Beyond allowing you to do some sound treatments of the room itself, a studio offers several other benefits. Because it’s a known room that you have control over, you can refine your audio recording approach until you get the sound you’re after. Contrast this with shooting "in the field," where most everything is an unknown until you actually begin shooting.
The studio environment gives you complete control over the mikes you use and where you put them. You can customize your mike placement to match the type of shooting you do, and enjoy consistent audio every time.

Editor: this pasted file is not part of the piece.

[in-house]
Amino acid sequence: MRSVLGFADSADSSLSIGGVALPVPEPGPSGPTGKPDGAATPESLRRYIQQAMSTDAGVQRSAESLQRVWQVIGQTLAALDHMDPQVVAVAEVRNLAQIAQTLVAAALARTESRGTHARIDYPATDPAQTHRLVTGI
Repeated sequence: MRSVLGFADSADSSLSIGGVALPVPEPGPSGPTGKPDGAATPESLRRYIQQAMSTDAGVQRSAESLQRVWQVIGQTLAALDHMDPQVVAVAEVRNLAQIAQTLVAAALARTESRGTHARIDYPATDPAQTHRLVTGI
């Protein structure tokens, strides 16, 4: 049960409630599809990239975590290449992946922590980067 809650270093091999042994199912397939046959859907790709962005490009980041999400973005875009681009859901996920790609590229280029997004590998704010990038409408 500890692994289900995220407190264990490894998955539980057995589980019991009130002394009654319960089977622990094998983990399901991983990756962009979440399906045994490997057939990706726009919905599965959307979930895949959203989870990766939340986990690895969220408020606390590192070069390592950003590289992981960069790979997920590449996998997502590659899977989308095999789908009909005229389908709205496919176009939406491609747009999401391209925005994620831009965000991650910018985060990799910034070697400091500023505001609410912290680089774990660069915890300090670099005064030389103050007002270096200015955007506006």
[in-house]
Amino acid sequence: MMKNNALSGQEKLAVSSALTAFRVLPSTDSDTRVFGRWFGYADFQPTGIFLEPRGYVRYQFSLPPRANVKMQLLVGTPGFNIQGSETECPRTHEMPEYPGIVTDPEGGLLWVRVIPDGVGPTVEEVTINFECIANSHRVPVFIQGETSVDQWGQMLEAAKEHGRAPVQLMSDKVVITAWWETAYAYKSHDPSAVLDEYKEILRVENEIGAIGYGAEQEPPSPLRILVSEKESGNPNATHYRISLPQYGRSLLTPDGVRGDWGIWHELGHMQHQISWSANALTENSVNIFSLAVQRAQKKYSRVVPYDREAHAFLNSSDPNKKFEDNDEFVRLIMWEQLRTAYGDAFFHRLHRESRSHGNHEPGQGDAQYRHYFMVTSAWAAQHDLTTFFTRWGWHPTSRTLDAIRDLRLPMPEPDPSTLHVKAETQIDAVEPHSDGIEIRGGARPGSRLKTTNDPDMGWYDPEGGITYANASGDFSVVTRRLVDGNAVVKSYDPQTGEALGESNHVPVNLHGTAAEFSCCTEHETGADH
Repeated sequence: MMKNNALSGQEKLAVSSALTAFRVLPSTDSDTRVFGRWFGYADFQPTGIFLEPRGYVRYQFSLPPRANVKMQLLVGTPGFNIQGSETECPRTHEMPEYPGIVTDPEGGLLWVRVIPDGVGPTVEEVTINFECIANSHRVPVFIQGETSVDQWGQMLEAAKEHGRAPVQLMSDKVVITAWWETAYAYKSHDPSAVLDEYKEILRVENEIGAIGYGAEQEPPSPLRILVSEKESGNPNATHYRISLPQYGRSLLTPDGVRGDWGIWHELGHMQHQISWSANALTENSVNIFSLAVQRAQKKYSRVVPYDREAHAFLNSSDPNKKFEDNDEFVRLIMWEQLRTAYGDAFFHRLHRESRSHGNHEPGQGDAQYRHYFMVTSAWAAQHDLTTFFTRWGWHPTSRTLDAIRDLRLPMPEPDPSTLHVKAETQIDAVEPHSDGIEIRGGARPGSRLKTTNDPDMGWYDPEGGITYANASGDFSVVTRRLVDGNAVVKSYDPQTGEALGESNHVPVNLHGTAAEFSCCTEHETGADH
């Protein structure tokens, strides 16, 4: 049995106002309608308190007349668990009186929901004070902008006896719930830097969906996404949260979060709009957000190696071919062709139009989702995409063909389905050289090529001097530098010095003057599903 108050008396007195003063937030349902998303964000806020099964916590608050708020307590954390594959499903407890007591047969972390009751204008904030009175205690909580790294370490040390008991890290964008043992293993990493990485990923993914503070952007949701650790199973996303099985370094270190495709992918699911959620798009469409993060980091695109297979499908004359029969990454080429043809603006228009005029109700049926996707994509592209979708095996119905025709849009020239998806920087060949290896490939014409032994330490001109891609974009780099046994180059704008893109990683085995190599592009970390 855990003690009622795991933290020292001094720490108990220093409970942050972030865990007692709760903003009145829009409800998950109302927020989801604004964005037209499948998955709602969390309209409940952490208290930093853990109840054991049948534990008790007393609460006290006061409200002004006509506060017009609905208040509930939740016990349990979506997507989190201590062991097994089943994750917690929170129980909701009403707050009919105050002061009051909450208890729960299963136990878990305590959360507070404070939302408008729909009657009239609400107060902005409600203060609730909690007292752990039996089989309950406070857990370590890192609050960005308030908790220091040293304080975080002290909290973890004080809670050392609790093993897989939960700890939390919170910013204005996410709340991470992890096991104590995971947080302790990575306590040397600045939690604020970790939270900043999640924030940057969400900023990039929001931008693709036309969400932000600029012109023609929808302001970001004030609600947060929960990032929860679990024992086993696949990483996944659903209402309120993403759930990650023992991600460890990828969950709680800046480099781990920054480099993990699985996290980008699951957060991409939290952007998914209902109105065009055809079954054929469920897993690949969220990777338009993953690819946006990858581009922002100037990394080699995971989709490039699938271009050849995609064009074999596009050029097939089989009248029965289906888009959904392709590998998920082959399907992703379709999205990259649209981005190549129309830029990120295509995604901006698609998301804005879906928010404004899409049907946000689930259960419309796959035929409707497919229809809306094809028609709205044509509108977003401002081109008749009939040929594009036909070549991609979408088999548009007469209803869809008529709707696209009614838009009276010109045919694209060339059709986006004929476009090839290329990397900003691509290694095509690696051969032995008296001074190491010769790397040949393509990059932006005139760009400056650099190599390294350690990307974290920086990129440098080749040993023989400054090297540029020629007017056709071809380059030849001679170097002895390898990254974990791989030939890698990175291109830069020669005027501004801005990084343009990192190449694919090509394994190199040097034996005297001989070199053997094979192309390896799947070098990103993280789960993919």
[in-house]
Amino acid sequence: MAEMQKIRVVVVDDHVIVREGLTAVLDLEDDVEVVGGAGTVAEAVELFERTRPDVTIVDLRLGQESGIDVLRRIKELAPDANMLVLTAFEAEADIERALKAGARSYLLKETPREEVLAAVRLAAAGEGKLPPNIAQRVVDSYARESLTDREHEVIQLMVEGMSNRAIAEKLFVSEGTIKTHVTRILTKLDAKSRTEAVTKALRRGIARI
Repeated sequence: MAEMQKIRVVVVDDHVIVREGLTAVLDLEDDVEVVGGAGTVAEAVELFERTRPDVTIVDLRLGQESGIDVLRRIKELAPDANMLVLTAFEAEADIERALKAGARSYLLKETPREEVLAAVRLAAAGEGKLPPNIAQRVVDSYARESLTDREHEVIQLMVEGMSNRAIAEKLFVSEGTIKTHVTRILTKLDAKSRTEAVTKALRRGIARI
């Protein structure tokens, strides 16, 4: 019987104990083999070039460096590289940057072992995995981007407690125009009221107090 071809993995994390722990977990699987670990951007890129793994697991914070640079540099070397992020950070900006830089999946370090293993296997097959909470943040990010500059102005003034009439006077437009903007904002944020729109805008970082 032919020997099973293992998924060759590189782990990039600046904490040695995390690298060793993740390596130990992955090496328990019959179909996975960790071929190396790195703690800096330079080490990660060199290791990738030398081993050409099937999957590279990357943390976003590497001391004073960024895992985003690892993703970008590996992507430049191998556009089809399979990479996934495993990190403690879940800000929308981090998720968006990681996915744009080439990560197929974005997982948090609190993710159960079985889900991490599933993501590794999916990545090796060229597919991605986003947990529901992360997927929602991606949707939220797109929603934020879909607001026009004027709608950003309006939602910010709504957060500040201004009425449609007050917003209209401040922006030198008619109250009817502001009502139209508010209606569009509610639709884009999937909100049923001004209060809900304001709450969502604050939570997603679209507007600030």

Say you regularly shoot an interview-type segment with two people, two chairs and an end table. There are several permanent miking possibilities at your disposal, besides the obvious choice of a pair of lavalier mikes.
The first would be to hide a mike behind the coffee table at a point midway between the two people. You could aim a directional mike at an imaginary point between them, or use an omnidirectional mike to pick up everything in the immediate area. You could also devote an inexpensive, wired boundary mike to this setup by taping it to the back of the end table.
Carefully positioned, a small object on the end table could conceal a lavalier mike pointing back at the talent from on top of the table. This effectively turns the whole tabletop into a boundary microphone, giving you even pickup of everything above the table.